If Labour has been ineffective in combating racism, it is at least in part because their chosen strategy has made it so. How could Keir Starmer possibly have criticised the EHRC’s record on tackling anti-blackness when less than a fortnight prior, his general secretary warned that CLPs could face sanction if they impugned the independence or integrity of the EHRC? And how could anyone take Islamophobia within the Labour party seriously when the mere mention of the treatment of other community groups is met with accusations of ‘whataboutery’? Intentional or not, an effect of the antisemitism crisis has been to delegitimise – and indeed, cast as suspect – the left and the wider Labour movement speaking out on antiracism.
Meanwhile, across broadcast and print media, individuals with chequered records on race relations – from Ian Austin to Michael Gove, David Baddiel to Michael Fabricant – have been elevated to positions of seeming moral authority on the issue of racism. The effect of this pattern in party strategy and press coverage has been to turn racism into a zero-sum game: for one community’s concerns to be taken seriously, others must be implicitly and explicitly marginalised, denigrated, and treated as lesser.
But better party strategy, or fairer media coverage, does not result in a healthier antiracist politic. Put it this way: the bullying of black MPs might be stamped out, but it would not mean that Labour’s policy on policing or immigration would improve. Milani might be treated in a respectful fashion at CLP meetings, but that would not necessarily change how Muslims are perceived in politics more generally. It’s absurd that when we discuss the question of Islamophobia in politics, the conversation focuses on the ill-advised tweets of politicians or insults lobbed amongst the membership. Why isn’t it considered an indictment of the Labour party’s race politics that the individuals involved in driving the country to war with Iraq – bombing the living daylights out of the Middle East on flimsy and discredited pretexts – still enjoy a comfortable place in public life? Perhaps it says something that the humanity of those countless Iraqi dead has never been seen as the business of politics proper. Racism has never been the mere sum total of how individuals treat one another. It’s about domestic policy, geopolitics and power.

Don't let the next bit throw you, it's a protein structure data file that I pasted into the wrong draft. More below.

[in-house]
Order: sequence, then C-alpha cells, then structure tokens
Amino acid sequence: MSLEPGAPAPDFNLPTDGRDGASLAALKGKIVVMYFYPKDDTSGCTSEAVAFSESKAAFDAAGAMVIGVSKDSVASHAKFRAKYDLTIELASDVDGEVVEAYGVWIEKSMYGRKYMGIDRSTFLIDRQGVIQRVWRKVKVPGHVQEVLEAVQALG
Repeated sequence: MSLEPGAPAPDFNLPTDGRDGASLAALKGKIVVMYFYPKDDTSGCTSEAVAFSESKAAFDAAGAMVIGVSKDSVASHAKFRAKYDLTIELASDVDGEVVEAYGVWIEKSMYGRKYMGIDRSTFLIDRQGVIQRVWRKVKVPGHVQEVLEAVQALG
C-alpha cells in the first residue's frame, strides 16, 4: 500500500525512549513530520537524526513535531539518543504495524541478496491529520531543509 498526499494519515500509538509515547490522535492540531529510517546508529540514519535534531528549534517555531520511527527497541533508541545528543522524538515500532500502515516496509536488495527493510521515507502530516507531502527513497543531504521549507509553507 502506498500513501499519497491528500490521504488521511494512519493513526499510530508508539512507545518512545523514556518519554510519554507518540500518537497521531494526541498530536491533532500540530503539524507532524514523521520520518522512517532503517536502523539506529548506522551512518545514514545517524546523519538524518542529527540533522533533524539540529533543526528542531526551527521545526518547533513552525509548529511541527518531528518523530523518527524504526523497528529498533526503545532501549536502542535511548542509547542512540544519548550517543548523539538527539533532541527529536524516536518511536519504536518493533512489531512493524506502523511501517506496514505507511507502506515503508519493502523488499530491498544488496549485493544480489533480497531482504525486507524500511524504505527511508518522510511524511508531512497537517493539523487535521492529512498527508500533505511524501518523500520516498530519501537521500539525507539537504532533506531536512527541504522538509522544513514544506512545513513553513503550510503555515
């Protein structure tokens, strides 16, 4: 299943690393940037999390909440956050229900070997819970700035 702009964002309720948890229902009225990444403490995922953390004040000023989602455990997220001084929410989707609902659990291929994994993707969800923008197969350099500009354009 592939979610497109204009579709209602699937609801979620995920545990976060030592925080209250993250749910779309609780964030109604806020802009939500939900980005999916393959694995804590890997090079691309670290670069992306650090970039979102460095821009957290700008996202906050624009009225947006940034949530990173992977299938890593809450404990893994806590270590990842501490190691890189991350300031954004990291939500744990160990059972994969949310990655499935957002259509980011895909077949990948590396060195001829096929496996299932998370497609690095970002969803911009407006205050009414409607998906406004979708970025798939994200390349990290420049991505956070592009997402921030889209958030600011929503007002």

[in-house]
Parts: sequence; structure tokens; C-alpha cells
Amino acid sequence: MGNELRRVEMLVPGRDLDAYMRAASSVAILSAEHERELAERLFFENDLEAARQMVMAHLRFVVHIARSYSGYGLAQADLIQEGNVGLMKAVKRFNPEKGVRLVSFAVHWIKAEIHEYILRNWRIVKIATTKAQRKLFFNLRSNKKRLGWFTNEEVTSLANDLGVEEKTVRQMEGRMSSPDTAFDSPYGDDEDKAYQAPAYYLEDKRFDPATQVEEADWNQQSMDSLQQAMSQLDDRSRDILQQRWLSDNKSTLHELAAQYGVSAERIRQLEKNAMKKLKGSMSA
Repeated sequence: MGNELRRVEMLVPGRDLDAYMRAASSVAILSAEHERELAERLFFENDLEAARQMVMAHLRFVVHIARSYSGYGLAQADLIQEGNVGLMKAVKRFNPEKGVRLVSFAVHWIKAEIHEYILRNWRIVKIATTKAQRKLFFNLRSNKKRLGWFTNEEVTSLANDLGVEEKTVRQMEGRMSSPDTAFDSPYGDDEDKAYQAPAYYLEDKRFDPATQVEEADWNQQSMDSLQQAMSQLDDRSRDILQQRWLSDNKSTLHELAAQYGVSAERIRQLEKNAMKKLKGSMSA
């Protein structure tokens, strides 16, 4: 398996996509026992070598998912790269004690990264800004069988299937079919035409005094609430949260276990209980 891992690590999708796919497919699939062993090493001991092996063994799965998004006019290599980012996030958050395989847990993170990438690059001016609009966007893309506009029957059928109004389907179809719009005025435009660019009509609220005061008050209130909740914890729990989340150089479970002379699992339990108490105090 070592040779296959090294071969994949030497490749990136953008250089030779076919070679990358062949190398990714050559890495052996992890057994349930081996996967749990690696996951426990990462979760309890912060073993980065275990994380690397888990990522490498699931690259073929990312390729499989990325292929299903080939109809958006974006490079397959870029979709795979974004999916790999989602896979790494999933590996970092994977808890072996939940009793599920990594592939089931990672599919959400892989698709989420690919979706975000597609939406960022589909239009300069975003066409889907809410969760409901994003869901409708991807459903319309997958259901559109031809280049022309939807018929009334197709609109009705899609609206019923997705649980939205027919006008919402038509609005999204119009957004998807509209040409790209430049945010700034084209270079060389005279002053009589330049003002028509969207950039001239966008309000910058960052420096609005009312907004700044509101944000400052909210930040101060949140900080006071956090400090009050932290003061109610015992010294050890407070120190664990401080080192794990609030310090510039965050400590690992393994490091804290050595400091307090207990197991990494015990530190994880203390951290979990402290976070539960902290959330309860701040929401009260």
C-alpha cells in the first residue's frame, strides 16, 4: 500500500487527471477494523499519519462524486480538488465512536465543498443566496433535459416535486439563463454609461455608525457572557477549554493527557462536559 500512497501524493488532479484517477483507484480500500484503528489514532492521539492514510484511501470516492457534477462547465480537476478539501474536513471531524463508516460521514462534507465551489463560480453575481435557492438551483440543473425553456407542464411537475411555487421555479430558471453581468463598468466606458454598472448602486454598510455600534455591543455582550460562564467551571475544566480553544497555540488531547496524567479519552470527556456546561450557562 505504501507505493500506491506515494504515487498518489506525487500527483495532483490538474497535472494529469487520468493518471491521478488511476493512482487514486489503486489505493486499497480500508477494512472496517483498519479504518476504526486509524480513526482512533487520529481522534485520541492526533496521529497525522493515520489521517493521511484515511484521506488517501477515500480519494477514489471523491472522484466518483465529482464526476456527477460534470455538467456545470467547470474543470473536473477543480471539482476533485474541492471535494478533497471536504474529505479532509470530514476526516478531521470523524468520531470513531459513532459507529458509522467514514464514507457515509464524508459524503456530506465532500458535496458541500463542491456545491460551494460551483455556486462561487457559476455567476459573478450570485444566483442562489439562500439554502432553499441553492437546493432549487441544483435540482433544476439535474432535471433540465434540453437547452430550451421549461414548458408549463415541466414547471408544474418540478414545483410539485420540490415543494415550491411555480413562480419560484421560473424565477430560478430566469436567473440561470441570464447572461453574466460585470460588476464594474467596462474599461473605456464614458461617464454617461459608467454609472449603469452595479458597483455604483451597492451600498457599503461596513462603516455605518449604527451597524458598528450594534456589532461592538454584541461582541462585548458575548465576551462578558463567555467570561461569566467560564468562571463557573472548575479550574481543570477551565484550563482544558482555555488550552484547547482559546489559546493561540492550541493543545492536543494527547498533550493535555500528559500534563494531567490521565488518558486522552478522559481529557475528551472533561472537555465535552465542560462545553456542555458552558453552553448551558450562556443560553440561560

It is these structures which determine the hierarchy of racism that have emerged. The antisemitism crisis in Labour is a crisis of the fragmented terrain of antiracism, of communities being set into competition with one another to be heard. I don’t have any particular optimism that this will improve any time soon. But we can start by rejecting the toxic logic of “no other minority”.
Ash Sarkar is a contributing editor at Novara Media.